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Mobile Operational Naval Air Bases (MONABs) were a series of mobile units first formed in 1944 to provide logistical support to the Fleet Air Arm aircraft of the Royal Navy's British Pacific Fleet towards the end of World War II.

Each unit was self-contained and designed to service and repair aircraft and engines. Each were initially assembled at the MONAB Headquarters at HMS Flycatcher (first at Ludham then Middle Wallop in the UK).

When the naval threat in the Atlantic was clearly vanishing, with the decline of Nazi Germany, proposals were made to involve the Royal Navy in the Pacific War. The United States Navy's Commander-in-Chief, Admiral Ernest King, did not welcome this, however. A well-known anglophobe, King preferred to exclude the British and, in addition, he laid down operating requirements that could not be met at the time. One of these was that the Royal Navy should be self-sustaining and independent of United States Navy (USN) logistical resources for extended periods of active service.

King was effectively over-ruled, however, and the Royal Navy set about establishing an adequate logistical infrastructure which included MONABs.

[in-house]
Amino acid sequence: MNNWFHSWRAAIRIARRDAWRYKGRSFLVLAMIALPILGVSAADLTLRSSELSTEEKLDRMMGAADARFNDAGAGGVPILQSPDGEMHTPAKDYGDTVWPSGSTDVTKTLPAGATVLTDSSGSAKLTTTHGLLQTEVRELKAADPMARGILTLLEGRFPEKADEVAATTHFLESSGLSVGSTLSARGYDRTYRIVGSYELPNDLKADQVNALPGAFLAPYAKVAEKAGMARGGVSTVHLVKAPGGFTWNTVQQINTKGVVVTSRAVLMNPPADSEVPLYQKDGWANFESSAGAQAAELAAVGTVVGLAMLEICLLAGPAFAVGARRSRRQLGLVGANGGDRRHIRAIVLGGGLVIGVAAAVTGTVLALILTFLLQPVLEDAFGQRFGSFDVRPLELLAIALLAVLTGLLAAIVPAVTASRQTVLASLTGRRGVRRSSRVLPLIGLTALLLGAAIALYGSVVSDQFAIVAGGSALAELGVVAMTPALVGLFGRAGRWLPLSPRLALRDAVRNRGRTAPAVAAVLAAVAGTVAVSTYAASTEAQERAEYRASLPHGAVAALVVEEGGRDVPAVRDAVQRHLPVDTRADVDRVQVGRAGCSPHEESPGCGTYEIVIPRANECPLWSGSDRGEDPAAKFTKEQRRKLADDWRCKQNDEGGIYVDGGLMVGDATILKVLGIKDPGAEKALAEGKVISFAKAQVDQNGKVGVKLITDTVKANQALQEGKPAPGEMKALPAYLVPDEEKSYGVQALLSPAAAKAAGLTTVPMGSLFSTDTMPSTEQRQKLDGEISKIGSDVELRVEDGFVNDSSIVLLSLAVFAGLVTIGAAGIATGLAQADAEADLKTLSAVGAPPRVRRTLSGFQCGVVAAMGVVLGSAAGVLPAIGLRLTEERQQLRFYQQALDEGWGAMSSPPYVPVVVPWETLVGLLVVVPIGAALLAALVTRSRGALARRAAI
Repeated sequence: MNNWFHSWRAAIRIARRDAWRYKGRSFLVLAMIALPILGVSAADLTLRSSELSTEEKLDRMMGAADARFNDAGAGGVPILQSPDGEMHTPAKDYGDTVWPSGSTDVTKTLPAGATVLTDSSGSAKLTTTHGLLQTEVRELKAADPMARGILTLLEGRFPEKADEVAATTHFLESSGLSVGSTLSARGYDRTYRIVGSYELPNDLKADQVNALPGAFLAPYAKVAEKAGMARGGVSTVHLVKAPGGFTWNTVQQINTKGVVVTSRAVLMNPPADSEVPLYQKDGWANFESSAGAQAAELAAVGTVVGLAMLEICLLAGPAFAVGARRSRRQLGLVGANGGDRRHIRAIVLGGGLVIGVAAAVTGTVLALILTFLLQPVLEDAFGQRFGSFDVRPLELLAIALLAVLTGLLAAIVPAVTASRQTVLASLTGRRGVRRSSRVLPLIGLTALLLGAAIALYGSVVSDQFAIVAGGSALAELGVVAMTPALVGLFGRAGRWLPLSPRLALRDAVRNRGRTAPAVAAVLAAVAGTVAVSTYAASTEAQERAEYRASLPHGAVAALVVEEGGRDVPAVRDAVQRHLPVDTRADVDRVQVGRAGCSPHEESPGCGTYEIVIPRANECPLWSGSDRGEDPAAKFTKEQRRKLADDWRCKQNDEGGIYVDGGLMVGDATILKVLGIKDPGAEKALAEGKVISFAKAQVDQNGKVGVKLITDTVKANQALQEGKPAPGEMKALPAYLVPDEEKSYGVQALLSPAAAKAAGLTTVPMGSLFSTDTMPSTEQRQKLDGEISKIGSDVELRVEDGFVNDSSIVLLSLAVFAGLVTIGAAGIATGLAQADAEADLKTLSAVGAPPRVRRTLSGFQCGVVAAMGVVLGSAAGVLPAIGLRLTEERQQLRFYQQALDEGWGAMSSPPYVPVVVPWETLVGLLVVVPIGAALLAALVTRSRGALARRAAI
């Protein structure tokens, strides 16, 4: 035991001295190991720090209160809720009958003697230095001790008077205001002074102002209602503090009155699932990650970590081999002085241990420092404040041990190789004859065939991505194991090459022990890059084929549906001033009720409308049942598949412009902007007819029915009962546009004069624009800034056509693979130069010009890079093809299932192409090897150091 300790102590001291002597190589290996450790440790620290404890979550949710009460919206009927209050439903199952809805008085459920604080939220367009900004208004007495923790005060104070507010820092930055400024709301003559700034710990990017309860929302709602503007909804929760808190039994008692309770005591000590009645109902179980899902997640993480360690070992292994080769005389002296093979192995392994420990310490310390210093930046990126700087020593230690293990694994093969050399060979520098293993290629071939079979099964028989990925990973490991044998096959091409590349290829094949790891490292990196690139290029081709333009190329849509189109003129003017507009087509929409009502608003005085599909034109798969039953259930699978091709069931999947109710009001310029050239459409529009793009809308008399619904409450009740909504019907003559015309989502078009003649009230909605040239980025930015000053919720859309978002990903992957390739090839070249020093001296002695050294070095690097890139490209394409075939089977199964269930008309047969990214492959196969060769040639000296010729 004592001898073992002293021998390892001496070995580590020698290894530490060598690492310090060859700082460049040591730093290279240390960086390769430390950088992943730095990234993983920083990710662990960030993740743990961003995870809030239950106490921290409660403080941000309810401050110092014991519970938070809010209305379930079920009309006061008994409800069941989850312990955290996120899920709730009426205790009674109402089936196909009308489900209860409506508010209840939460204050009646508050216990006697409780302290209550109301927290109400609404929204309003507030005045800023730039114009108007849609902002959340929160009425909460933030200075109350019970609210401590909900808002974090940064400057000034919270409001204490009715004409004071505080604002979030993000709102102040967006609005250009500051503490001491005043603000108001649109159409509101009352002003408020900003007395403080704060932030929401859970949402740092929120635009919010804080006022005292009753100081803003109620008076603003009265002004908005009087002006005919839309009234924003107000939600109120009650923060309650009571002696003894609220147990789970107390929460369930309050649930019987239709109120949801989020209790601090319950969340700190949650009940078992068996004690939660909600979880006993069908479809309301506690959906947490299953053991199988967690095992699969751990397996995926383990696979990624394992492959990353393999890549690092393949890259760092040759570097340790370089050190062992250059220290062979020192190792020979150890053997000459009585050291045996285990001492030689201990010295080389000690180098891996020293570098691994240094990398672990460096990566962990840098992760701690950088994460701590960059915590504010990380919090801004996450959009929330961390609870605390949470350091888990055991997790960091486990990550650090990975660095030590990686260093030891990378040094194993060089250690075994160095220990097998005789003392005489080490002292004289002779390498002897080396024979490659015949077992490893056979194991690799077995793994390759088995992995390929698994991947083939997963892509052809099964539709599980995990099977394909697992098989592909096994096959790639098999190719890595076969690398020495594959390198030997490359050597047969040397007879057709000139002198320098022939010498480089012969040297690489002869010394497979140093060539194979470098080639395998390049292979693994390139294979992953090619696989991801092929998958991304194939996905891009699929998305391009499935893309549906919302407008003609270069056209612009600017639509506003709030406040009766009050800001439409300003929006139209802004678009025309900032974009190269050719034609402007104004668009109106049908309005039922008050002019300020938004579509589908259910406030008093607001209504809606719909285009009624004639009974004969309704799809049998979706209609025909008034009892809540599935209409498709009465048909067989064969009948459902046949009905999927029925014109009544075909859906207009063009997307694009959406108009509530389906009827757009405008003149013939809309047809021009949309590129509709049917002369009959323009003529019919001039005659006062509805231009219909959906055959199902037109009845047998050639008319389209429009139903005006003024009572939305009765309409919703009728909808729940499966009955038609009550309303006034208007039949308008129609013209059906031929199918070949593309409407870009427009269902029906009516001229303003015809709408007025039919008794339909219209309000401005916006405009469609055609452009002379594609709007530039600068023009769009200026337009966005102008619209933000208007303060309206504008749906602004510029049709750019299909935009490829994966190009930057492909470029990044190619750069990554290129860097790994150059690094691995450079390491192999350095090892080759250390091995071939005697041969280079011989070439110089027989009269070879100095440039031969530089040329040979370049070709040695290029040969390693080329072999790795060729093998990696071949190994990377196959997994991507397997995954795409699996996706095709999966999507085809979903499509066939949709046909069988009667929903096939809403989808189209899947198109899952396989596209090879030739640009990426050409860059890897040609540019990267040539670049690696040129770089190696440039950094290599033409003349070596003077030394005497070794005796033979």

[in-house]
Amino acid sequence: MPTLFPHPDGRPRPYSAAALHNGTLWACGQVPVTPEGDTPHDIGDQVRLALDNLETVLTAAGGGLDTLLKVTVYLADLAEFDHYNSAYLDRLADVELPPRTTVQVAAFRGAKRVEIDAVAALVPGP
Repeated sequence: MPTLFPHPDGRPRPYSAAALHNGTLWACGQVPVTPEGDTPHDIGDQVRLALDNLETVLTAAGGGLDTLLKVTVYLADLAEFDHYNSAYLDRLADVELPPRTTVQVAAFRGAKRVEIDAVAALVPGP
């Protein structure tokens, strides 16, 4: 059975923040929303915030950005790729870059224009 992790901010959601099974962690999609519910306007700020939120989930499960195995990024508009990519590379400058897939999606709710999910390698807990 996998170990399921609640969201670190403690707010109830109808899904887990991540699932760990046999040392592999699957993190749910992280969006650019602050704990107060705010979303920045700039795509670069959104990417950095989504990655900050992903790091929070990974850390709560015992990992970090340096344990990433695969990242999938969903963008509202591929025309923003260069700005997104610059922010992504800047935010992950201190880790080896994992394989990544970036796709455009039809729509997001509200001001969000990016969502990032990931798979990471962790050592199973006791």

Ten MONABs were established, most based in Australia. The last unit was decommissioned in 1946.

Formed up and commissioned as HMS Nabaron on 1 January 1945 at RNAS Ludham. Embarked for Australia at Liverpool two weeks later and arrived at Sydney on 21 February. Marked to form a forward base their equipment was diverted on to the Admiralty Islands and an operational base 2 April 1945 was commissioned HMS Naboran, Royal Naval Air Station Ponam taking over the former US Navy Airfield there.[1]
when HMS Flycatcher was paid off at Middle Wallop on 10 April 1946. MONAB X went around three different sites (RNAS Fearn, RNAS Inskip and RNAE Risley until it was able to move to RNAS Lossiemouth following the RAF vacating the site.


  1. ^ Nabaron-2

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